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CETA Costs Jobs, Worsens Inequality, Social Tensions: EU Committee

The full EU parliament is slated to vote on CETA in early February.

The trade deal that Canada and the EU signed in October will cause a loss of jobs and threaten to increase already high social tensions in Europe, a European Parliament committee has concluded.

The Committee on Employment and Social Affairs voted against CETA in December, meaning it is recommending that the European Parliament vote down the deal. It’s one of many committees that have to vote on a recommendation to parliament.

The full EU parliament is slated to vote on CETA in early February.

Prime Minister Justin Trudeau with European Council President Donald Tusk (left) and European Commission head Jean-Claude Juncker at the signing of CETA, the Canada-EU trade deal, in October. (Photo: EPA/Stephanie Lecocq)

The committee report cited economic models showing the European Union stands to lose 204,000 jobs as a result of the trade deal, including 45,000 job losses in France, 42,000 in Italy and 19,000 in Germany.

It cites research suggesting the deal would cause economic dislocation in some parts of Europe, increasing long-term unemployment.

“Evidence shows that the agreement would contribute to widening the incomes gap between unskilled and skilled workers thus increasing inequalities and social tensions,” the committee said in its decision.

"Inequality is grist to the mill for far-right populists."

— Mark Dearn, War on Want

The previous Conservative government estimated the deal would add $12 billion to Canada’s economy annually and create 80,000 jobs in Canada, but never answered media questions about how that jobs number was arrived at. Liberals, then in opposition, criticized the estimate as “fiction.”

A report by the left-leaning Canadian Centre for Policy Alternatives estimated in 2011 that CETA would result in the loss of 13,000 to 70,000 jobs in Ontario alone, by accelerating the decline of the province’s manufacturing base. That prediction and others like it are widely disputed.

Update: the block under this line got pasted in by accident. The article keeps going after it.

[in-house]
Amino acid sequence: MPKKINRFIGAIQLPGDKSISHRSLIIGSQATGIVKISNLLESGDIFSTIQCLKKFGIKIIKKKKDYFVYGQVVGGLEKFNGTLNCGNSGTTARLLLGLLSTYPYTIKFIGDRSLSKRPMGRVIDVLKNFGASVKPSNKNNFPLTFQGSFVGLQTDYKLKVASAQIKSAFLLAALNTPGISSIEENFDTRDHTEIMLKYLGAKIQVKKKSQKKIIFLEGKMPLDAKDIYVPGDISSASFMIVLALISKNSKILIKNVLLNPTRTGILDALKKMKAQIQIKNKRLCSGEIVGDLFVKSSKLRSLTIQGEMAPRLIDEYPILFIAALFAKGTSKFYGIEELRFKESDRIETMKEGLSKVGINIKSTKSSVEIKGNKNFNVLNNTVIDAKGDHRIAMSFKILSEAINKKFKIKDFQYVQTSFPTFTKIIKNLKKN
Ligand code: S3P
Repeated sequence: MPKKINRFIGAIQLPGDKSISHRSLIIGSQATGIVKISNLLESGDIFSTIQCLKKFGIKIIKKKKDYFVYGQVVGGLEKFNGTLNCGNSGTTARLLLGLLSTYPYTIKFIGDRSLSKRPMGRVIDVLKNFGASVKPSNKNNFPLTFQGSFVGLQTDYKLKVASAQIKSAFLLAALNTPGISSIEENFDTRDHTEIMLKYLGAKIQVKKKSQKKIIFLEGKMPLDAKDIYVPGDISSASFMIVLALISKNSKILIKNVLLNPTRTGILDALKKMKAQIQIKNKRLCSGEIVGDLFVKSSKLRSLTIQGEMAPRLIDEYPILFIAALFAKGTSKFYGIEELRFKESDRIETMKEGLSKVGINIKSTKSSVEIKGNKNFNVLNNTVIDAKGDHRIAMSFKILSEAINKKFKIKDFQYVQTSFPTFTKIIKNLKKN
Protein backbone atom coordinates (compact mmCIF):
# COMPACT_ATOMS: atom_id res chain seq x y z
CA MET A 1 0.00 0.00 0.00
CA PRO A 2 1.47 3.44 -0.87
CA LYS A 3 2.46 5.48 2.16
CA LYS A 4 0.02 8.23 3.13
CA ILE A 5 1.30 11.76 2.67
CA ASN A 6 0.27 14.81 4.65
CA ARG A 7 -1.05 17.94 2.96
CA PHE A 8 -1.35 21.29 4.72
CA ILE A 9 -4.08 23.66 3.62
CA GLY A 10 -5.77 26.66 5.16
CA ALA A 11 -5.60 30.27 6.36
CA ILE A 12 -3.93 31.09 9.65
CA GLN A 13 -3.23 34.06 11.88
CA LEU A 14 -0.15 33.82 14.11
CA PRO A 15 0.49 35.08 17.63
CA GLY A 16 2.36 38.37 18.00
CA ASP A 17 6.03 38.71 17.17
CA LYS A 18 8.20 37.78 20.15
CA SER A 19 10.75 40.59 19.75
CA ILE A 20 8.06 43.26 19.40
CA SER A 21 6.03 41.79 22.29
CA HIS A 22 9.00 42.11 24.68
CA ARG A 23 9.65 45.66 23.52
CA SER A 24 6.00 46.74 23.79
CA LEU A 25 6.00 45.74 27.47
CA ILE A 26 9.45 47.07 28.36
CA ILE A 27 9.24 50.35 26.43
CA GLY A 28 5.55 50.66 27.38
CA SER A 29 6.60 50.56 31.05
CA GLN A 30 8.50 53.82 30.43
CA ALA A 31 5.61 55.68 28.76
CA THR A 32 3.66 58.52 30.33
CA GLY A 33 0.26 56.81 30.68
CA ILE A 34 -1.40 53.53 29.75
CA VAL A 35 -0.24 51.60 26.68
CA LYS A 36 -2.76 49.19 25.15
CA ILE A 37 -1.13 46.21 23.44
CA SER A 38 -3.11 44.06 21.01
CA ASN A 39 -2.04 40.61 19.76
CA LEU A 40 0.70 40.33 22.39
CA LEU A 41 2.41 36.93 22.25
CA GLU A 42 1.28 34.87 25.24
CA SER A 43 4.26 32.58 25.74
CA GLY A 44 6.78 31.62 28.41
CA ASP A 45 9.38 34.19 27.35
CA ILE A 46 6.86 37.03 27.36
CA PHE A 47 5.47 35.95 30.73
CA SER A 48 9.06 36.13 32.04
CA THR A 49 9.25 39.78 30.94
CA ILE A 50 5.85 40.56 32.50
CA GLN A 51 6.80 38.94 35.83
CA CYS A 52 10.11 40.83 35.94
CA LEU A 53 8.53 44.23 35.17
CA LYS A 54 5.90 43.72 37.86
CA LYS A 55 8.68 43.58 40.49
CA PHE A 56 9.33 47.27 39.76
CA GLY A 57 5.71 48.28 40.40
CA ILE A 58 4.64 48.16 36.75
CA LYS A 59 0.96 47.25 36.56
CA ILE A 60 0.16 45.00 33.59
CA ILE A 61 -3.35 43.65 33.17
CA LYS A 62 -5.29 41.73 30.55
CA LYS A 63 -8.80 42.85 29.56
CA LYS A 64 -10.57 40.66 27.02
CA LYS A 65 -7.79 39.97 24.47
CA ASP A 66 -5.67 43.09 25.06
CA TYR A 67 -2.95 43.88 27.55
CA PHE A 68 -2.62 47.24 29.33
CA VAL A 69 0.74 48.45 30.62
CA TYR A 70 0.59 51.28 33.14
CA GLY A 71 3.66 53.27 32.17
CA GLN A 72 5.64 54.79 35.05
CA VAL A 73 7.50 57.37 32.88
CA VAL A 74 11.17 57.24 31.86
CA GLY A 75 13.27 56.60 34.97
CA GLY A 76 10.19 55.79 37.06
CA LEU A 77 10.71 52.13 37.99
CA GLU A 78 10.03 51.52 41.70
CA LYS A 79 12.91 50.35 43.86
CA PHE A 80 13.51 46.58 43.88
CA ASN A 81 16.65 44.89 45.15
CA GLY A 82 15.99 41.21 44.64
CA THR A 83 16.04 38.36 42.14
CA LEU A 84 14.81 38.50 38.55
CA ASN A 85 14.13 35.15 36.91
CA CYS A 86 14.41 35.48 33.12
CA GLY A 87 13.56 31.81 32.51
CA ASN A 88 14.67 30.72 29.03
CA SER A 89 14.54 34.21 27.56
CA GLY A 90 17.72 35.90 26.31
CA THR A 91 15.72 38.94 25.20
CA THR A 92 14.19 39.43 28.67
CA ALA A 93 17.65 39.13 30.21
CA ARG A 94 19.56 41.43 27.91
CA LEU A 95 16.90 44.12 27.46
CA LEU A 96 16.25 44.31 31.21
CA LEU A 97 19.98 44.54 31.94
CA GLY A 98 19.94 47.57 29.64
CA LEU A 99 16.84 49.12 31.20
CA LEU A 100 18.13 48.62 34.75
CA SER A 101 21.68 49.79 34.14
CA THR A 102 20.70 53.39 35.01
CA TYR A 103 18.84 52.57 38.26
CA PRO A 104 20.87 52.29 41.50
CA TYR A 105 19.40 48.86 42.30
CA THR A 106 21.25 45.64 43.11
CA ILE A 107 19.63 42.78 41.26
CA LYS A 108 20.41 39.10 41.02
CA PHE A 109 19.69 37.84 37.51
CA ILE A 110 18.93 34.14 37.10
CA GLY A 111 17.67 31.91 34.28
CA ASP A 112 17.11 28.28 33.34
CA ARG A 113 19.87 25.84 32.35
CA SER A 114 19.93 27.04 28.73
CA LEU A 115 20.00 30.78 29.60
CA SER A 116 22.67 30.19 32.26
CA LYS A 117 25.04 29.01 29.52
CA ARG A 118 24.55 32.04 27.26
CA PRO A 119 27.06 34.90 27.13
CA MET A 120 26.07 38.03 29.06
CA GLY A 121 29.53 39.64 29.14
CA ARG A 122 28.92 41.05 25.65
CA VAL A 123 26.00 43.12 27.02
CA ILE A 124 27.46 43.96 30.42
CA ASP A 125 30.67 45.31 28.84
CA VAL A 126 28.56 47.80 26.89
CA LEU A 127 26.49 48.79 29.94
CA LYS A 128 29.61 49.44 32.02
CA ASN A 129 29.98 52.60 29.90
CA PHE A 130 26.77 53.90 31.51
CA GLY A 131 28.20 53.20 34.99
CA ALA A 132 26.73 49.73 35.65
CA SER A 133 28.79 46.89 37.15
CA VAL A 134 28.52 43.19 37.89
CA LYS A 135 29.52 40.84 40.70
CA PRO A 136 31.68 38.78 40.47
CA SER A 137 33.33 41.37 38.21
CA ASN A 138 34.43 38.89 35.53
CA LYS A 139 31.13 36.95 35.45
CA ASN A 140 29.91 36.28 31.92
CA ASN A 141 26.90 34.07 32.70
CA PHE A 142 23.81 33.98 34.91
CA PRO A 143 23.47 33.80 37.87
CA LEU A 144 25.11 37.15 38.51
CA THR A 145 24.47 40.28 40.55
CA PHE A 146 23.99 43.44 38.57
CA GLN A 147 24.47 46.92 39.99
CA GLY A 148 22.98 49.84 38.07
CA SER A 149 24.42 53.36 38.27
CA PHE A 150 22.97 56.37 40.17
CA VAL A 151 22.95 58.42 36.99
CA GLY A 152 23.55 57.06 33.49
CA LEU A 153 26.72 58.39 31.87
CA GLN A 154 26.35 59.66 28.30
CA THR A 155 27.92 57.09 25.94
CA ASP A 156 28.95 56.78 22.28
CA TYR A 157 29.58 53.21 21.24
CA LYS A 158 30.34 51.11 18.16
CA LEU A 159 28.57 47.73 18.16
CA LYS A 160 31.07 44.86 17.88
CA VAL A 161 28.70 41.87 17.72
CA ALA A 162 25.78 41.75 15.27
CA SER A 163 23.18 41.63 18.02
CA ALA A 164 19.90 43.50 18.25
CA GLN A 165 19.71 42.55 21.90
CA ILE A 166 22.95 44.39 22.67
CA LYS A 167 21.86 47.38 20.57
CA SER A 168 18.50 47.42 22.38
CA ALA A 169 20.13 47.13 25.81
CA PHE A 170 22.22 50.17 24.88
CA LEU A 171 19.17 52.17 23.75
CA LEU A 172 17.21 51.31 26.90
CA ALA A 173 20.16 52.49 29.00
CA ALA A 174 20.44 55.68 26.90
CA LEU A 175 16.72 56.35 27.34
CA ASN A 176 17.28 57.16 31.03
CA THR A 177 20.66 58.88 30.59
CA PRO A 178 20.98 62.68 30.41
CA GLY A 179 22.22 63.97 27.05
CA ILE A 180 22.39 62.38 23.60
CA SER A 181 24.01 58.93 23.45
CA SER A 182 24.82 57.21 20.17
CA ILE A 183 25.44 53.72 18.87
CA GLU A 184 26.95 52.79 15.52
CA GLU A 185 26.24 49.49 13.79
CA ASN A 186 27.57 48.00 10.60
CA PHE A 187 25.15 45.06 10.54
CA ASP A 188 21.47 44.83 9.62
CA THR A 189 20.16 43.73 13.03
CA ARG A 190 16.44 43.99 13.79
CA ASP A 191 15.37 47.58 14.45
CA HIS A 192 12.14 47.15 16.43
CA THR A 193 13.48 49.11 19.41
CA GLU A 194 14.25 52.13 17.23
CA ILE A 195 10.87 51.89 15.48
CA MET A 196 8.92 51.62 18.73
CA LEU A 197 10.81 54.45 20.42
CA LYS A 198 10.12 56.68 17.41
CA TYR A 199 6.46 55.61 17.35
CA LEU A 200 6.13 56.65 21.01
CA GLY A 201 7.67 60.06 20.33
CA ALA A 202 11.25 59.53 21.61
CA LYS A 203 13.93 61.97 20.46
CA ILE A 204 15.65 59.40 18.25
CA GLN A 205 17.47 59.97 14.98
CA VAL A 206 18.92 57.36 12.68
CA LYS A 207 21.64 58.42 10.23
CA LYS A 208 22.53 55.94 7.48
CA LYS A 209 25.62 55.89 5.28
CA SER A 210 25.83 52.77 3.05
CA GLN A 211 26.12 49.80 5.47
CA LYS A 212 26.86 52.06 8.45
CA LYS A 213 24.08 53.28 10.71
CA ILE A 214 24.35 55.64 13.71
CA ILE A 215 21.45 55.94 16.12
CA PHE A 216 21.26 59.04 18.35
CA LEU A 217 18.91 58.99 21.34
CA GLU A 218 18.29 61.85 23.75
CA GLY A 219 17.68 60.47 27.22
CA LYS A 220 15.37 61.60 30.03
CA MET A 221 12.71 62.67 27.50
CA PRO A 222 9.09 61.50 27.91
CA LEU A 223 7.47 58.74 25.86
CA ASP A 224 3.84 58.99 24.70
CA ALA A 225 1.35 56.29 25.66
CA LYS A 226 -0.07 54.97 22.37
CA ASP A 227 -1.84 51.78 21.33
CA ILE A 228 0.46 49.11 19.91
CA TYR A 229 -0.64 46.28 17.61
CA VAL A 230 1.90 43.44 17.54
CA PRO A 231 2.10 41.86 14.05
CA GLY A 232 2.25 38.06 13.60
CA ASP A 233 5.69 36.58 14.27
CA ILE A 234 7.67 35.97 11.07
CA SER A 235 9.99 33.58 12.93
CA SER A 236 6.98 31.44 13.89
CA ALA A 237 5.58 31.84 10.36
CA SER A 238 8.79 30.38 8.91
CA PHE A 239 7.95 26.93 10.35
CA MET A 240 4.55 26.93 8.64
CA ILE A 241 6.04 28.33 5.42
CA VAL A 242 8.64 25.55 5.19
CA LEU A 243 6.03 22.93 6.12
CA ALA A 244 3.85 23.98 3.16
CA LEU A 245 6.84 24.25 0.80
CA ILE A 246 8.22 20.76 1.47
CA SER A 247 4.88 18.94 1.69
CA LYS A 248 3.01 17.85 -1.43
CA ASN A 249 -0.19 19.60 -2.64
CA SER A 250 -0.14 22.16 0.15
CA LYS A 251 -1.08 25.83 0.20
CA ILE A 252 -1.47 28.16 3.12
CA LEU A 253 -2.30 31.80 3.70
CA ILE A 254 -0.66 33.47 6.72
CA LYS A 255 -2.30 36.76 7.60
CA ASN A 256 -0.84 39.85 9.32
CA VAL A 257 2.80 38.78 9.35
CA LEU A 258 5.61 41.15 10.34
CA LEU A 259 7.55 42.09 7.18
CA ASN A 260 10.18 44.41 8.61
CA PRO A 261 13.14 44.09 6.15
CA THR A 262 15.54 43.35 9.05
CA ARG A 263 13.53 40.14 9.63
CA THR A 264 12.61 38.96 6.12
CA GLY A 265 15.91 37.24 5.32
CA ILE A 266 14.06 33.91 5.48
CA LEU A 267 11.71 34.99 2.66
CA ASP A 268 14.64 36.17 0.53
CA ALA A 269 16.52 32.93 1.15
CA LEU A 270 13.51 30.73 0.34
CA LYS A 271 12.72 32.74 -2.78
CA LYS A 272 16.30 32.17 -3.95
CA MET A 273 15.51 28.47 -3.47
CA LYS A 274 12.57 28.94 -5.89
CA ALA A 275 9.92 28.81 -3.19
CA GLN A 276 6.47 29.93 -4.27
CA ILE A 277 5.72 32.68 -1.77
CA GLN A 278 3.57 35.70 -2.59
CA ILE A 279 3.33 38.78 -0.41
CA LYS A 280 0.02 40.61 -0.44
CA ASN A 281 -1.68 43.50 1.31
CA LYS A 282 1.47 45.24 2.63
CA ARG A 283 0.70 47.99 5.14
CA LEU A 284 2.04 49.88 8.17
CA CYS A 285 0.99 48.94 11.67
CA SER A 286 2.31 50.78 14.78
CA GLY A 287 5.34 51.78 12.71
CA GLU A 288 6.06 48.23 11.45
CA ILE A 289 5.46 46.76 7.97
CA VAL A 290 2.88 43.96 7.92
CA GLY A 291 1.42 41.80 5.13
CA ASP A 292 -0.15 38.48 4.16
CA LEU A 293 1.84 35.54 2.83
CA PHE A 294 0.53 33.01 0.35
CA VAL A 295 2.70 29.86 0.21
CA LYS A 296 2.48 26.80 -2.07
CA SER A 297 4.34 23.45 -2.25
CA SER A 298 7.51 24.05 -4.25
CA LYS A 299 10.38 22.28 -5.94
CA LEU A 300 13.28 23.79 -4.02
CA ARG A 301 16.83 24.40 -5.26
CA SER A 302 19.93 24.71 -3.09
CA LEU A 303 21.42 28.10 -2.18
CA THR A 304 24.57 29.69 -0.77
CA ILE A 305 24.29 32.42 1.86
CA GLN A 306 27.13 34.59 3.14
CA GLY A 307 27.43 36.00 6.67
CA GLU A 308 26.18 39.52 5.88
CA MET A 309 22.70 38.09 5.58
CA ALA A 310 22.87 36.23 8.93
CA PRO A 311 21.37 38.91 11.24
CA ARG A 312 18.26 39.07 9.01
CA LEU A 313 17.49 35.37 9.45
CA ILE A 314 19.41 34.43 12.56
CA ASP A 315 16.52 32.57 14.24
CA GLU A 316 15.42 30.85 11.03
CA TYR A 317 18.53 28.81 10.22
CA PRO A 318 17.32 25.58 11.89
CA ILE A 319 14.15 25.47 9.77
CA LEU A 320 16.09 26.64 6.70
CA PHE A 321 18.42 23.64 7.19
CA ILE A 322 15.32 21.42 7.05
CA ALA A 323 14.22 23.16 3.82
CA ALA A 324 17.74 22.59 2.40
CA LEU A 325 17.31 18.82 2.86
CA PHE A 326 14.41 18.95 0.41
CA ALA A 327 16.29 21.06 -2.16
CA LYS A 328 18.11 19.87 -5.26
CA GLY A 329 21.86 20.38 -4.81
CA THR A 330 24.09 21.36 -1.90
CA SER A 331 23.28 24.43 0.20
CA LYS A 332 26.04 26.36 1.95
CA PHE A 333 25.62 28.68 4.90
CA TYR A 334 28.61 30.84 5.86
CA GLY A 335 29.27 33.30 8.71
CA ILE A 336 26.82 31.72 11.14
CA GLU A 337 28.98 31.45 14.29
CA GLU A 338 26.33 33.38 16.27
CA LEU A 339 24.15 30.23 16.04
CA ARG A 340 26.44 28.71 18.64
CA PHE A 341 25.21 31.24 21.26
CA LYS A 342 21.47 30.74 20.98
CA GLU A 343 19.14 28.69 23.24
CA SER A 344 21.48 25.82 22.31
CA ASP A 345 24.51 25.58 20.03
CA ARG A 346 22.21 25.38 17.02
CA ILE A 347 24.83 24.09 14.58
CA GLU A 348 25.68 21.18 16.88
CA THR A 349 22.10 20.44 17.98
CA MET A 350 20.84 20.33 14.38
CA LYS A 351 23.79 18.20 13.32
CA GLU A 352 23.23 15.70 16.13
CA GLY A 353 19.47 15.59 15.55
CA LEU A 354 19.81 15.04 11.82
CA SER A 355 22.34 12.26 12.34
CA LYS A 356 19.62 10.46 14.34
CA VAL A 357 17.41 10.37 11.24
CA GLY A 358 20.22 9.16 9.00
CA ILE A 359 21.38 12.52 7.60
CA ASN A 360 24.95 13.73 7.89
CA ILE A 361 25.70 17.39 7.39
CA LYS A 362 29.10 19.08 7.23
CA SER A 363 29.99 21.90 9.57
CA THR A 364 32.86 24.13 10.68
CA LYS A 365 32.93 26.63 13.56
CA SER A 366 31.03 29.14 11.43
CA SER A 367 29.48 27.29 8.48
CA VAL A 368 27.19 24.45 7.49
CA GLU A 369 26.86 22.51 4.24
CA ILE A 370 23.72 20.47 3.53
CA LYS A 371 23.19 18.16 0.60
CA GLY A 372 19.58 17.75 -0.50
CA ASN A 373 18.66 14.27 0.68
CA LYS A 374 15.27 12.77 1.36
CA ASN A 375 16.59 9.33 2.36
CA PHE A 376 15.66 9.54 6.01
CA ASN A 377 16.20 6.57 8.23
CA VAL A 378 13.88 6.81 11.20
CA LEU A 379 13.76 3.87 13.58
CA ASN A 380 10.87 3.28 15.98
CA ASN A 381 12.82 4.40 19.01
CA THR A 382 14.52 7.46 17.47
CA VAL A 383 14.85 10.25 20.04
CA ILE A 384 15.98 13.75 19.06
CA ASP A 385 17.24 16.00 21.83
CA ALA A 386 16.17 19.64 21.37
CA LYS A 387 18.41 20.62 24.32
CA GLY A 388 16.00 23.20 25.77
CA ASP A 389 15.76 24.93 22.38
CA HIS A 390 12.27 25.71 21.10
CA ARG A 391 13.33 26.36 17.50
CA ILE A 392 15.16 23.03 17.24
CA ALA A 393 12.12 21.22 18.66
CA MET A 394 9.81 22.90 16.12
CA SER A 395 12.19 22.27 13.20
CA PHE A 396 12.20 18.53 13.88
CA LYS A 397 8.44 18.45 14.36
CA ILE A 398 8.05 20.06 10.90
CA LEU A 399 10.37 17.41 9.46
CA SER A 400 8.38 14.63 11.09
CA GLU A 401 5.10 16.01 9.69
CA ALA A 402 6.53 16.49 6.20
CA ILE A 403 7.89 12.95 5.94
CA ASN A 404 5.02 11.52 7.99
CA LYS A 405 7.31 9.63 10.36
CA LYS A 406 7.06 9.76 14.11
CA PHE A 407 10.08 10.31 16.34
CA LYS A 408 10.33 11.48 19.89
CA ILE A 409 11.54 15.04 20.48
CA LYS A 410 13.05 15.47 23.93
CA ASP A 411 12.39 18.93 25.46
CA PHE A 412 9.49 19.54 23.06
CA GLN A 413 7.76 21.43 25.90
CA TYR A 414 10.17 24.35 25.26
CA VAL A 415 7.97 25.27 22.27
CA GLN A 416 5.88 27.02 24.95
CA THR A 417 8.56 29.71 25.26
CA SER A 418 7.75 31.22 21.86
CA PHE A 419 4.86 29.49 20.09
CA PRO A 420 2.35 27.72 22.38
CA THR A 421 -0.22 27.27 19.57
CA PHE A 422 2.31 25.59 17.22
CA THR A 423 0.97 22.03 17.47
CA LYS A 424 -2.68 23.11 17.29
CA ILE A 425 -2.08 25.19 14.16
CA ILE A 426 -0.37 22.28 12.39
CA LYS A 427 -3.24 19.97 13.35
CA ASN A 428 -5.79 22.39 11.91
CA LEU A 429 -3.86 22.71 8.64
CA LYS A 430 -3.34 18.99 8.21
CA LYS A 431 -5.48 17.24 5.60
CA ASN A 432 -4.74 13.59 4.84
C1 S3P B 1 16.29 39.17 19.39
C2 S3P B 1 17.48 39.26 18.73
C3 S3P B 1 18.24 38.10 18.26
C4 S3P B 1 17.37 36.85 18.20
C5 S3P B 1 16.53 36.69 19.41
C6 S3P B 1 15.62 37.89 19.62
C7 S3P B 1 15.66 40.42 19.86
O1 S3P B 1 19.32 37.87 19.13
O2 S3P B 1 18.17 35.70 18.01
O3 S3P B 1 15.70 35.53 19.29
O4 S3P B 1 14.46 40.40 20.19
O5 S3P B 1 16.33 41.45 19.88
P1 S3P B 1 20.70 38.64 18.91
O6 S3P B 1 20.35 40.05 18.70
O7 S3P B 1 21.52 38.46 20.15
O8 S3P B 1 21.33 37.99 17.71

It is possible for a trade deal to cause job losses on both sides of the deal, as opening up markets creates economies of scale — you need fewer factories and people to produce the same amount.

Thousands of people demonstrate against the Transatlantic Trade and Investment Partnership (TTIP) and the EU-Canada Comprehensive Economic and Trade Agreement (CETA) in the centre of Brussels, Belgium September 20, 2016. (Photo: Reuters/Eric Vidal)

The current Liberal government took the torch from the Conservatives on the CETA file and managed to eke out a last-minute agreement in October, when it appeared the deal would be blocked by a Belgian region.

But the Employment and Social Affairs Committee’s vote against the deal suggests there may be further roadblocks between here and full ratification.

Trade deals fuel racist right?

President-elect Donald Trump’s anti-free trade campaign and subsequent electoral victory has pushed many experts to suggest that rising xenophobia and racism could be an unintended consequence of free trade.

"Inequality is grist to the mill for far-right populists, yet the European Commission and members of the European Parliament are failing to learn the lessons of Brexit and the rise of [British far-right leader] Nigel Farage and Donald Trump," wrote Mark Dearn of the anti-poverty group War on Want, in The Independent.

Even Prime Minister Justin Trudeau, who fought this fall to get CETA signed, said in an interview with The Guardian that “globalization isn’t working for ordinary people.”

He said he wants Canada to show the world that “you can have engaged global perspectives and growth that works for everyone,” and pointed to CETA as an example of this.

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